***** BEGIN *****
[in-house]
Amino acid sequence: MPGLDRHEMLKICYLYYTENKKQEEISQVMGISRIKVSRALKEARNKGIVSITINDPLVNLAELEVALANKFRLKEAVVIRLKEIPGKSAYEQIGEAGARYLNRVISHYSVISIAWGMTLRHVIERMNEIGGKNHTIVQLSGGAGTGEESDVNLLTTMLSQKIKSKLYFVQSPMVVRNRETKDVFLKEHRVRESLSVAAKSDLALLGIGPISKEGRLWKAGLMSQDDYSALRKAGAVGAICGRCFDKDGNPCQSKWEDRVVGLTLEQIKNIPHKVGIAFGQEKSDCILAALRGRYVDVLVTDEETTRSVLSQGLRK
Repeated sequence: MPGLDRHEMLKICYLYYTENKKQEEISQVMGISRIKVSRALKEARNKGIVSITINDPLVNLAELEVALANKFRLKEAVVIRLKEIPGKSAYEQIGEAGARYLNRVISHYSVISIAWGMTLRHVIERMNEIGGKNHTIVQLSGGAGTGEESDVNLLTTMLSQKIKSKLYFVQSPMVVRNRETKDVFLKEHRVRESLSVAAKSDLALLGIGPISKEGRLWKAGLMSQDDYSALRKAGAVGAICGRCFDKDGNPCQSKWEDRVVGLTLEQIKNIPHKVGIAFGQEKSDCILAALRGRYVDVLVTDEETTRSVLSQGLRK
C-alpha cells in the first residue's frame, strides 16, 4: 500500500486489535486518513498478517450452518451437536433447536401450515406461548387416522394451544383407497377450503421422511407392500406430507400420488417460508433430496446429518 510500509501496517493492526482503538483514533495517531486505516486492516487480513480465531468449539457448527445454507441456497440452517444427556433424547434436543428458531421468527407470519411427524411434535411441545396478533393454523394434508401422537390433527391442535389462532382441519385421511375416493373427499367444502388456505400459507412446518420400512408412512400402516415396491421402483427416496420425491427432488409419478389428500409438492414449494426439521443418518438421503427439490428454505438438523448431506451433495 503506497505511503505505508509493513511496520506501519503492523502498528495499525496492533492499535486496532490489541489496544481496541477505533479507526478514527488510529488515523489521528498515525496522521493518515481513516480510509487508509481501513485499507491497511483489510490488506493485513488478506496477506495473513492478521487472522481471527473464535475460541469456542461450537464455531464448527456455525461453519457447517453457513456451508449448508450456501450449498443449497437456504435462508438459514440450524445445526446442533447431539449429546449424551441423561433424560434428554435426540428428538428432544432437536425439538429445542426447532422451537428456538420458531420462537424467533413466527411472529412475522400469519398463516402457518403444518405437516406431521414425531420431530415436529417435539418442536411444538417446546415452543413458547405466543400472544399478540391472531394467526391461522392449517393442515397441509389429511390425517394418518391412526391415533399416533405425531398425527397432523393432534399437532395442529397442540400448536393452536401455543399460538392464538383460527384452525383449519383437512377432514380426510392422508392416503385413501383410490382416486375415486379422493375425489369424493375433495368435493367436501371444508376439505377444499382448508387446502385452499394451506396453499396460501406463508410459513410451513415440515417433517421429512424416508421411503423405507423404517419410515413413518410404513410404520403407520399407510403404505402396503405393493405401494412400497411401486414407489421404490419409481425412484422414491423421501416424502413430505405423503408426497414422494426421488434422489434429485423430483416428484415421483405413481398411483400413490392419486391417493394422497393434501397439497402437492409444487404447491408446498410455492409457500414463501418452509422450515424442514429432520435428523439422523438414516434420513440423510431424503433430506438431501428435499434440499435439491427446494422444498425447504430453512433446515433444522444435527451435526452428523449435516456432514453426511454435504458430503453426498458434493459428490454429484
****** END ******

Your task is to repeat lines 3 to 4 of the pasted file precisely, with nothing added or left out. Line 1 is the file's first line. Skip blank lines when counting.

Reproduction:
Repeated sequence: MPGLDRHEMLKICYLYYTENKKQEEISQVMGISRIKVSRALKEARNKGIVSITINDPLVNLAELEVALANKFRLKEAVVIRLKEIPGKSAYEQIGEAGARYLNRVISHYSVISIAWGMTLRHVIERMNEIGGKNHTIVQLSGGAGTGEESDVNLLTTMLSQKIKSKLYFVQSPMVVRNRETKDVFLKEHRVRESLSVAAKSDLALLGIGPISKEGRLWKAGLMSQDDYSALRKAGAVGAICGRCFDKDGNPCQSKWEDRVVGLTLEQIKNIPHKVGIAFGQEKSDCILAALRGRYVDVLVTDEETTRSVLSQGLRK
C-alpha cells in the first residue's frame, strides 16, 4: 500500500486489535486518513498478517450452518451437536433447536401450515406461548387416522394451544383407497377450503421422511407392500406430507400420488417460508433430496446429518 510500509501496517493492526482503538483514533495517531486505516486492516487480513480465531468449539457448527445454507441456497440452517444427556433424547434436543428458531421468527407470519411427524411434535411441545396478533393454523394434508401422537390433527391442535389462532382441519385421511375416493373427499367444502388456505400459507412446518420400512408412512400402516415396491421402483427416496420425491427432488409419478389428500409438492414449494426439521443418518438421503427439490428454505438438523448431506451433495 503506497505511503505505508509493513511496520506501519503492523502498528495499525496492533492499535486496532490489541489496544481496541477505533479507526478514527488510529488515523489521528498515525496522521493518515481513516480510509487508509481501513485499507491497511483489510490488506493485513488478506496477506495473513492478521487472522481471527473464535475460541469456542461450537464455531464448527456455525461453519457447517453457513456451508449448508450456501450449498443449497437456504435462508438459514440450524445445526446442533447431539449429546449424551441423561433424560434428554435426540428428538428432544432437536425439538429445542426447532422451537428456538420458531420462537424467533413466527411472529412475522400469519398463516402457518403444518405437516406431521414425531420431530415436529417435539418442536411444538417446546415452543413458547405466543400472544399478540391472531394467526391461522392449517393442515397441509389429511390425517394418518391412526391415533399416533405425531398425527397432523393432534399437532395442529397442540400448536393452536401455543399460538392464538383460527384452525383449519383437512377432514380426510392422508392416503385413501383410490382416486375415486379422493375425489369424493375433495368435493367436501371444508376439505377444499382448508387446502385452499394451506396453499396460501406463508410459513410451513415440515417433517421429512424416508421411503423405507423404517419410515413413518410404513410404520403407520399407510403404505402396503405393493405401494412400497411401486414407489421404490419409481425412484422414491423421501416424502413430505405423503408426497414422494426421488434422489434429485423430483416428484415421483405413481398411483400413490392419486391417493394422497393434501397439497402437492409444487404447491408446498410455492409457500414463501418452509422450515424442514429432520435428523439422523438414516434420513440423510431424503433430506438431501428435499434440499435439491427446494422444498425447504430453512433446515433444522444435527451435526452428523449435516456432514453426511454435504458430503453426498458434493459428490454429484